Don't forget to check out over the next couple of weeks. The new design is fantastic. Let us know what you think....

Eat Ugly,


Friday, February 16, 2007

Every BBQ Needs Dessert...

What do you say when some asks what they can bring to your BBQ? My first reply is always beer. In fact, my second reply is usually beer and then when the third and fourth person ask I remember that I don't bake and ask them to bring dessert. A good BBQ always needs a tasty treat to finish things off and since I have yet to figure out how to barbecue a chocolate cake I more often that not need someone to bring it to my party. I have never had much interest in baking, the actual process that is, I am quite fond of eating baked goods. And just for the record I can make a mean habanero pecan pie. However, when I host a backyard BBQ or plan a tailgate party I always leave dessert up to someone else. Today’s tailgate contest recipe comes from one of my more “sensitive” friends. He is really a good guy. He would just rather bake than BBQ. His recipe for "Liberry short cake follows. Enjoy!

“Liberry” Cake...

INGREDIENTS: In the rare case that you are unble to find liberries, strawberries work fine.

The Filling:

  • 1 quart strawberries, rinsed, hulled, sliced
  • 1/3 cup sugar
The Short cake:
  • 3 cups sifted all-purpose flour
  • 4 1/2 teaspoons baking powder
  • 1 teaspoon salt
  • 1/3 cup shortening
  • 1/3 cup butter
  • 1 cup milk
  • melted butter
  • whipped cream, sweetened with a little sugar if desired


Place strawberries in a large bowl; sprinkle with 1/3 cup of sugar. Let stand, covered, for at least 1 hour before serving.

Sift dry ingredients into a mixing bowl. Cut in shortening and butter until mixture is fine.

Add milk; stir with a fork until all flour is moist. Turn out onto a lightly floured board and knead gently for 20 seconds. Divide dough into 2 equal portions. Gently roll out or pat each portion to fit a 9-inch round cake pan. Place each portion into a lightly buttered pan; press edges to form a slight ridge. Brush with melted butter. Bake at 450° for 12 to 15 minutes. Brush each layer with butter. Spoon sweetened strawberries and juice between layers and on the top. Serve warm, cut in wedges, with whipped cream. Serves 10, (or two Social Studies Teachers on their prep)

If using self-rising flour, omit baking powder and salt.

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Thursday, February 08, 2007

Barbecued Corned Beef...

I want to thank everyone again for joining in the tailgate fun. Dom I hope you enjoy your prize. I know I promised to post a picture and list of the winning prize, but I forgot my camera at home and have not had a chance to upload the pictures.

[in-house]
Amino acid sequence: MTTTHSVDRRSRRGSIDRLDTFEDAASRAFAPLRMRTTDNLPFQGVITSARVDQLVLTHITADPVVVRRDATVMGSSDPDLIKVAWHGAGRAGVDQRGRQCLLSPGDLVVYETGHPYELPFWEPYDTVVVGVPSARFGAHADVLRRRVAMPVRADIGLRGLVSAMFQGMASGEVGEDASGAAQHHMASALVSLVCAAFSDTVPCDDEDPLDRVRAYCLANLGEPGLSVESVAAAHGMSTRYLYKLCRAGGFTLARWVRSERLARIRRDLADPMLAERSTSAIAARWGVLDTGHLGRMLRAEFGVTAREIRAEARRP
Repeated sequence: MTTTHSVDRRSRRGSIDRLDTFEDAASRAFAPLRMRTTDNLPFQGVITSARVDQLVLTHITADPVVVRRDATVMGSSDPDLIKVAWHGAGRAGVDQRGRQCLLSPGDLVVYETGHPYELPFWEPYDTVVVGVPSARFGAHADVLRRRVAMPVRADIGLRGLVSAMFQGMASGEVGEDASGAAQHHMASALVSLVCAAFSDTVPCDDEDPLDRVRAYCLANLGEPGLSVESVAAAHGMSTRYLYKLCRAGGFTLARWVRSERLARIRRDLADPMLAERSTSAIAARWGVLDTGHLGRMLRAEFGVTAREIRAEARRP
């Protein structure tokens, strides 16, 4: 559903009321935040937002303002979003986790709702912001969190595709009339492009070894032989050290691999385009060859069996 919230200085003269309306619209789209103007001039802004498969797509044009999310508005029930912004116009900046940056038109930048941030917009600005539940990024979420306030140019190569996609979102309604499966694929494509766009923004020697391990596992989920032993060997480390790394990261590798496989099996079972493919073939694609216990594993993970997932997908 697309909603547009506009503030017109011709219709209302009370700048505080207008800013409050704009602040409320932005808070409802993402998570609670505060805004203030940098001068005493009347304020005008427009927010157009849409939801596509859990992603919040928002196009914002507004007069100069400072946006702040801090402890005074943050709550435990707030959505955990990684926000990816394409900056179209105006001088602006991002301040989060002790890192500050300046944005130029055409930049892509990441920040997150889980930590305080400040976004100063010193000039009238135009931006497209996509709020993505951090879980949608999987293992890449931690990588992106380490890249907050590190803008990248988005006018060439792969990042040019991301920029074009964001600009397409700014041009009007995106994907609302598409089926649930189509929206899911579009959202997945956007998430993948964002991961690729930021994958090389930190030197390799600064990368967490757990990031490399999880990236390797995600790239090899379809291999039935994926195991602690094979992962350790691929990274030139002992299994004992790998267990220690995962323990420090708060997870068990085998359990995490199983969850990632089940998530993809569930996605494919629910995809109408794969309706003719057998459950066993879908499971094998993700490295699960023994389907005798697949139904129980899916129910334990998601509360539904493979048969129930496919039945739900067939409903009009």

Anyway, I don't know about you, but now that football is over it seems more difficult to find excuses to BBQ. Tailgating is always the perfect excuse to spend a couple of days in front of the smoker. My wife finds it odd that I am willing to brave frigid temperature and snow just to BBQ, but is more willing to deal with it during football season. I figure for now at least I have all these new recipes from the tailgate contest to try. I mean what kind if a person would I be if I didn't try each and every recipe a few times. That would just be wrong. It is my responsibility to honor all my talented contestant by grilling and barbecuing their tasty entries. This weekend I am going to try smoked corned beef for the first time... Thanks, Al I can't wait for Saturday.

Al & Natasha's Smoked Corned Beef...

Corned Beef:
  • Al prefers a 3-4 pound round cut of corned beef as it contains more fat, but the flat cut works fine.
The Rub:
  • 1/4 cup dark brown sugar
  • 1 tablespoon course ground black pepper
  • 1 tablespoon paprika
  • 1 tablespoon garlic powder
  • 1 tablespoon onion powder
  • 1 finely crushed and ground bay leaf
How to cook it:

Apply the rub the night before. wrap tightly in plastic wrap and refrigerate over night. Do not add any salt the meat has plenty. Remove the beef from the refrigerator about thirty minutes before you are ready to put it on the smoker.

Prep and preheat the smoker

Smoke at 225 to 240 degrees with your choice of wood for about 2 hours. Al only adds wood for the first 2 hours of smoking and only use 2" by 2" chunks as not to overpower the meat with smoke. He adds 3 chunks every half hour for the first two and prefers mesquite wood for this recipe.

After smoking for 2 hours he wraps it tightly in heavy duty foil and returns the meat to the smoker for 2 to 3 more hours. The longer the better. He also recommends you be careful when wrapping the meat as the foil collects the juices and make a great gravy.

Remove the meat from the smoker and open the tasy package in a bowl to catch the gravy. Slice thin, return to gravy and serve hot. One 3-4 pound corned beef will shrink by 30% after cooking and serve about 6 people. Enjoy!!!